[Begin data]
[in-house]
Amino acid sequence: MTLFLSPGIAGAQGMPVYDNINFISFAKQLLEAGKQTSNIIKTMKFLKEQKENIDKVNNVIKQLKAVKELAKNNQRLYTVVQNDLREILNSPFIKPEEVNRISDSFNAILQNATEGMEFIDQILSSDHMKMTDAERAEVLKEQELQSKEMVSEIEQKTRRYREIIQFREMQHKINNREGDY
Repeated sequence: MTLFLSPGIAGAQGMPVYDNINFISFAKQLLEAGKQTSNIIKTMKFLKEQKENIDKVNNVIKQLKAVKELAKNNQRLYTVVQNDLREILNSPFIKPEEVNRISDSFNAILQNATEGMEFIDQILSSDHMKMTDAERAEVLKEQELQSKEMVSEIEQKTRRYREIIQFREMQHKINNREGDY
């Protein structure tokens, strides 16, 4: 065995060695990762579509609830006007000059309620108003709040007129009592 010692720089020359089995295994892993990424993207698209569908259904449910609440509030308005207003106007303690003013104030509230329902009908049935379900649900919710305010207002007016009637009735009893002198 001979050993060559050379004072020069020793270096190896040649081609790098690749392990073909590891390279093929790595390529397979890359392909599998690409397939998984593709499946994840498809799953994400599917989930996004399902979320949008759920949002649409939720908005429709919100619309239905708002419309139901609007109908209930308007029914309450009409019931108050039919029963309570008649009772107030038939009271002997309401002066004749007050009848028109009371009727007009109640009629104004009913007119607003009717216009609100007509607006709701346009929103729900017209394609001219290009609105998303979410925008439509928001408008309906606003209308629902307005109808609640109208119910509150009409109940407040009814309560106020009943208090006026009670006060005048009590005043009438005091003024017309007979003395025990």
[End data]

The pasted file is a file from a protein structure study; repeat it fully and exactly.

[in-house]
Amino acid sequence: MTLFLSPGIAGAQGMPVYDNINFISFAKQLLEAGKQTSNIIKTMKFLKEQKENIDKVNNVIKQLKAVKELAKNNQRLYTVVQNDLREILNSPFIKPEEVNRISDSFNAILQNATEGMEFIDQILSSDHMKMTDAERAEVLKEQELQSKEMVSEIEQKTRRYREIIQFREMQHKINNREGDY
Repeated sequence: MTLFLSPGIAGAQGMPVYDNINFISFAKQLLEAGKQTSNIIKTMKFLKEQKENIDKVNNVIKQLKAVKELAKNNQRLYTVVQNDLREILNSPFIKPEEVNRISDSFNAILQNATEGMEFIDQILSSDHMKMTDAERAEVLKEQELQSKEMVSEIEQKTRRYREIIQFREMQHKINNREGDY
């Protein structure tokens, strides 16, 4: 065995060695990762579509609830006007000059309620108003709040007129009592 010692720089020359089995295994892993990424993207698209569908259904449910609440509030308005207003106007303690003013104030509230329902009908049935379900649900919710305010207002007016009637009735009893002198 001979050993060559050379004072020069020793270096190896040649081609790098690749392990073909590891390279093929790595390529397979890359392909599998690409397939998984593709499946994840498809799953994400599917989930996004399902979320949008759920949002649409939720908005429709919100619309239905708002419309139901609007109908209930308007029914309450009409019931108050039919029963309570008649009772107030038939009271002997309401002066004749007050009848028109009371009727007009109640009629104004009913007119607003009717216009609100007509607006709701346009929103729900017209394609001219290009609105998303979410925008439509928001408008309906606003209308629902307005109808609640109208119910509150009409109940407040009814309560106020009943208090006026009670006060005048009590005043009438005091003024017309007979003395025990």